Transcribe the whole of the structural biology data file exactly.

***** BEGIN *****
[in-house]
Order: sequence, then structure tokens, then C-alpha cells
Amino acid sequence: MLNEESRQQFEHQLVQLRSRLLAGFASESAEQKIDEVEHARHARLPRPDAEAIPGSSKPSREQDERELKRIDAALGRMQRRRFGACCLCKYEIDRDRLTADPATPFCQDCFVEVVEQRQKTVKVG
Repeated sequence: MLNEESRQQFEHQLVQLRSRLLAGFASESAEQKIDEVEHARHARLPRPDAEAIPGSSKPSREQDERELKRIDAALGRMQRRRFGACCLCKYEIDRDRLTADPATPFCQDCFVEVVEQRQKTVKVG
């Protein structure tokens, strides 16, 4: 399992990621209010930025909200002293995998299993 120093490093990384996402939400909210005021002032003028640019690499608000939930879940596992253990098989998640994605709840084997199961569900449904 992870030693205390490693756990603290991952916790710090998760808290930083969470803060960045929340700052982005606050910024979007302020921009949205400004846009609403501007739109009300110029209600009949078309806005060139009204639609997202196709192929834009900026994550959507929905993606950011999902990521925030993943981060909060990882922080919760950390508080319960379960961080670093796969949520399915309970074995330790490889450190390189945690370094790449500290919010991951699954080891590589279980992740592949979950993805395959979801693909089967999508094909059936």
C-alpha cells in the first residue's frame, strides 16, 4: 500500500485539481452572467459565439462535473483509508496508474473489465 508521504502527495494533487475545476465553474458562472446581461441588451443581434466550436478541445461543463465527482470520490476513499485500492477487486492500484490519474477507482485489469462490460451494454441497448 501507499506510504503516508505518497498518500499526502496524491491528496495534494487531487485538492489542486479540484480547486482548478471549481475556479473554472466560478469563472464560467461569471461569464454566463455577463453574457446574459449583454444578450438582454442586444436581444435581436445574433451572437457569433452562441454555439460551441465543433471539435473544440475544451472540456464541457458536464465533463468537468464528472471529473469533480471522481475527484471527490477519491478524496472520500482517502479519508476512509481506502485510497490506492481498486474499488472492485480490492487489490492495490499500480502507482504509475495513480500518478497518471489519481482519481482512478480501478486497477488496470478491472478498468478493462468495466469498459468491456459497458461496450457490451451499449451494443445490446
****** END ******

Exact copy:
[in-house]
Order: sequence, then structure tokens, then C-alpha cells
Amino acid sequence: MLNEESRQQFEHQLVQLRSRLLAGFASESAEQKIDEVEHARHARLPRPDAEAIPGSSKPSREQDERELKRIDAALGRMQRRRFGACCLCKYEIDRDRLTADPATPFCQDCFVEVVEQRQKTVKVG
Repeated sequence: MLNEESRQQFEHQLVQLRSRLLAGFASESAEQKIDEVEHARHARLPRPDAEAIPGSSKPSREQDERELKRIDAALGRMQRRRFGACCLCKYEIDRDRLTADPATPFCQDCFVEVVEQRQKTVKVG
């Protein structure tokens, strides 16, 4: 399992990621209010930025909200002293995998299993 120093490093990384996402939400909210005021002032003028640019690499608000939930879940596992253990098989998640994605709840084997199961569900449904 992870030693205390490693756990603290991952916790710090998760808290930083969470803060960045929340700052982005606050910024979007302020921009949205400004846009609403501007739109009300110029209600009949078309806005060139009204639609997202196709192929834009900026994550959507929905993606950011999902990521925030993943981060909060990882922080919760950390508080319960379960961080670093796969949520399915309970074995330790490889450190390189945690370094790449500290919010991951699954080891590589279980992740592949979950993805395959979801693909089967999508094909059936």
C-alpha cells in the first residue's frame, strides 16, 4: 500500500485539481452572467459565439462535473483509508496508474473489465 508521504502527495494533487475545476465553474458562472446581461441588451443581434466550436478541445461543463465527482470520490476513499485500492477487486492500484490519474477507482485489469462490460451494454441497448 501507499506510504503516508505518497498518500499526502496524491491528496495534494487531487485538492489542486479540484480547486482548478471549481475556479473554472466560478469563472464560467461569471461569464454566463455577463453574457446574459449583454444578450438582454442586444436581444435581436445574433451572437457569433452562441454555439460551441465543433471539435473544440475544451472540456464541457458536464465533463468537468464528472471529473469533480471522481475527484471527490477519491478524496472520500482517502479519508476512509481506502485510497490506492481498486474499488472492485480490492487489490492495490499500480502507482504509475495513480500518478497518471489519481482519481482512478480501478486497477488496470478491472478498468478493462468495466469498459468491456459497458461496450457490451451499449451494443445490446